Guest Opinion: Changing the pattern for a future without AIDS

  • by John Cunningham
  • Wednesday November 30, 2022
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Cathy Jefferson placed a flower on the name of her brother in the Circle of Friends as part of the December 1, 2016 World AIDS Day remembrance in the National AIDS Memorial Grove in Golden Gate Park. Photo: Rick Gerharter
Cathy Jefferson placed a flower on the name of her brother in the Circle of Friends as part of the December 1, 2016 World AIDS Day remembrance in the National AIDS Memorial Grove in Golden Gate Park. Photo: Rick Gerharter

As our community comes together this World AIDS Day, it's hard not to look around and see who's missing — our friends, lovers, and family we've lost over four decades of this horrific, cruel disease. It always brings tears and we carry so many emotions, particularly in thinking about what could have been.

But for me, as a man living with HIV/AIDS, I shift to a brighter space, choosing to look around me, thinking about so many of us still here, living and thriving. We survivors, who have so much to be thankful for, also have a heavy burden to share our own stories and journey so history is less likely to repeat itself.

However, behind the smiles, so many of us remain furious. Today, people are still dying and there should have been a cure, long ago. We are angry because bigotry, hate, and stigma still persist today in society. And we carry shame, because communities of color, and LGBTQ+ and other marginalized populations, continue to be disproportionately impacted by HIV and discrimination, and it shouldn't be this way.

It is time to change the pattern.

While at times faint, there is light and hope. Progress continues to be made, but that doesn't mean we have to accept the timetable that's been laid out before us. In fact, we shouldn't. Rather, it's our responsibility to change the narrative, to raise the flag high, and to demand more action, change, and justice.

We know our collective voices are powerful. History proves it with Stonewall, the civil rights movement, the marches on Washington and in our streets, Black Lives Matter, women's rights, protests against gun violence, and the AIDS Memorial Quilt.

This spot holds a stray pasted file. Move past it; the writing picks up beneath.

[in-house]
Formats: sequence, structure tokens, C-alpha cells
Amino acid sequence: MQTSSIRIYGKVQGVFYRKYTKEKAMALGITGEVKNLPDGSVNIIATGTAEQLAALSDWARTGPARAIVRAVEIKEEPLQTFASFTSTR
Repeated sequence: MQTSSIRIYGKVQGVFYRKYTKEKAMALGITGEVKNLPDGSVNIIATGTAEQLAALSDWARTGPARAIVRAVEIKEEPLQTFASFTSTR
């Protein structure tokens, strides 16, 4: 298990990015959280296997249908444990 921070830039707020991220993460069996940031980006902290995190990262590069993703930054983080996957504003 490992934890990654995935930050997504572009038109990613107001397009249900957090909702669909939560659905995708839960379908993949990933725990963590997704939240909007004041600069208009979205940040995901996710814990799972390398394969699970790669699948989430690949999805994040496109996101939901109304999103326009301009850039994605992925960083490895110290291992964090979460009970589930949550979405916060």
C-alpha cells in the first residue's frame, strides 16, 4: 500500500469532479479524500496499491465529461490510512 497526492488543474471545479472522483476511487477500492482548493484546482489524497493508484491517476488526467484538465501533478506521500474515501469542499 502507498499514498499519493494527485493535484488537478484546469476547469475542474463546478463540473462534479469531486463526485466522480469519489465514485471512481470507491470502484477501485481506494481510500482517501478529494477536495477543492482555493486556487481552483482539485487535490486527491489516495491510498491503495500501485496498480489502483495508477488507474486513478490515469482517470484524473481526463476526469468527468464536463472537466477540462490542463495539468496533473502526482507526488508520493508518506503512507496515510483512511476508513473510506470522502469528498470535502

Our activism is rooted in not accepting the status quo and for what are perceived as norms in society. At a time when some in society take us to dark places through violent attacks, rhetoric, and otherisms, we meet the challenges of our times by taking on causes larger than ourselves.

On this World AIDS Day, we gather in the nation's federally-designated memorial to AIDS — the 10-acre National AIDS Memorial Grove — to remember, in the peaceful surroundings of nature. This year we honor Cleve Jones for his activism and visionary work in carrying Harvey Milk's bullhorn in the fight for health and social justice. His vision for the quilt, to lay our dead on the lawn of the U.S. Capitol with quilts made the size of a grave, captured hearts and minds in a way previously unimagined, and created what is now the largest community arts project in the world.

In communities all across the country, sections of the quilt are on display, being used as a teaching tool, and to continue its long tradition of raising resources for local HIV/AIDS service organizations. This includes the largest display ever in Alabama, where HIV is on the rise, and a panel made by legendary civil rights leader Rosa Parks for her friend who died of AIDS, just blocks away from where she stood her ground exactly 67 years ago — on December 1, 1955 — unknowingly starting a movement that continues today.

The symbolism is powerful. Standing here in this moment, we know that Parks' work — and that of so many in the fight for health and social justice — is not complete.

It is our responsibility to channel that same fury, passion, and love to continue to change the pattern — today, tomorrow, and into the future.

On this World AIDS Day we celebrate all those who have carried that movement forward in their own way, with their own voices, to demand action. We share their stories in remembrance, to educate, and to inspire young and old from all walks of life to continue delivering on the promise.

Whether for civil rights, human rights, LGBTQ+ rights, or a cure for HIV/AIDS, our health and social justice movements never stop, because new leaders emerge from each new generation to chart a new path that leads to a day when we can live without fear and, finally, see justice and equity for all people in every community.

John Cunningham is CEO of the National AIDS Memorial, steward of the 10-acre National AIDS Memorial Grove, 50,000 panels of the AIDS Memorial Quilt, and educational programs to ensure that the story of AIDS and the AIDS movement is never forgotten. Learn more at

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